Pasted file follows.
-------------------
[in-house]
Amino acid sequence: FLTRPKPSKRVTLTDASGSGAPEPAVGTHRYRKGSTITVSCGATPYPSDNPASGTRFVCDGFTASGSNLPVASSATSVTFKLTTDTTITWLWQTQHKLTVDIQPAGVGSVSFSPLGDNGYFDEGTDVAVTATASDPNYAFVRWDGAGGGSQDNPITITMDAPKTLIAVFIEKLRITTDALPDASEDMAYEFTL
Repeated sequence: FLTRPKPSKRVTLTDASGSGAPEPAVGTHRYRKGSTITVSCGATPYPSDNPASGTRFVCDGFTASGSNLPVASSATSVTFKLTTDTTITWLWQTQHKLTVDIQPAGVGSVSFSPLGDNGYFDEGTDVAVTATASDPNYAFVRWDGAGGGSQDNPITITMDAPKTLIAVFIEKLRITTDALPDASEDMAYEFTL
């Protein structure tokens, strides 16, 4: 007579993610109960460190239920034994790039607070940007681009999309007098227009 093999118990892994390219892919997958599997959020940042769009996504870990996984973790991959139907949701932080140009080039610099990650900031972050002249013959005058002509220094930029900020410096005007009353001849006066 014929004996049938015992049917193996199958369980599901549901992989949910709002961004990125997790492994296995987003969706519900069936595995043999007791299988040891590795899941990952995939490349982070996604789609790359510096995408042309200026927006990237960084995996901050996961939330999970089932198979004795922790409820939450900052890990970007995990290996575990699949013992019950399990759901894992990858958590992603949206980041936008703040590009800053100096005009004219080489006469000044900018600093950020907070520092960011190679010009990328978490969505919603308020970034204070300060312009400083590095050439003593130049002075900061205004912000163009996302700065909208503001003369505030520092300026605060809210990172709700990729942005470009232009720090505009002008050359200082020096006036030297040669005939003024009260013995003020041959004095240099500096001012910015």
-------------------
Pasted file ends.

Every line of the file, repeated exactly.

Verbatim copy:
[in-house]
Amino acid sequence: FLTRPKPSKRVTLTDASGSGAPEPAVGTHRYRKGSTITVSCGATPYPSDNPASGTRFVCDGFTASGSNLPVASSATSVTFKLTTDTTITWLWQTQHKLTVDIQPAGVGSVSFSPLGDNGYFDEGTDVAVTATASDPNYAFVRWDGAGGGSQDNPITITMDAPKTLIAVFIEKLRITTDALPDASEDMAYEFTL
Repeated sequence: FLTRPKPSKRVTLTDASGSGAPEPAVGTHRYRKGSTITVSCGATPYPSDNPASGTRFVCDGFTASGSNLPVASSATSVTFKLTTDTTITWLWQTQHKLTVDIQPAGVGSVSFSPLGDNGYFDEGTDVAVTATASDPNYAFVRWDGAGGGSQDNPITITMDAPKTLIAVFIEKLRITTDALPDASEDMAYEFTL
């Protein structure tokens, strides 16, 4: 007579993610109960460190239920034994790039607070940007681009999309007098227009 093999118990892994390219892919997958599997959020940042769009996504870990996984973790991959139907949701932080140009080039610099990650900031972050002249013959005058002509220094930029900020410096005007009353001849006066 014929004996049938015992049917193996199958369980599901549901992989949910709002961004990125997790492994296995987003969706519900069936595995043999007791299988040891590795899941990952995939490349982070996604789609790359510096995408042309200026927006990237960084995996901050996961939330999970089932198979004795922790409820939450900052890990970007995990290996575990699949013992019950399990759901894992990858958590992603949206980041936008703040590009800053100096005009004219080489006469000044900018600093950020907070520092960011190679010009990328978490969505919603308020970034204070300060312009400083590095050439003593130049002075900061205004912000163009996302700065909208503001003369505030520092300026605060809210990172709700990729942005470009232009720090505009002008050359200082020096006036030297040669005939003024009260013995003020041959004095240099500096001012910015």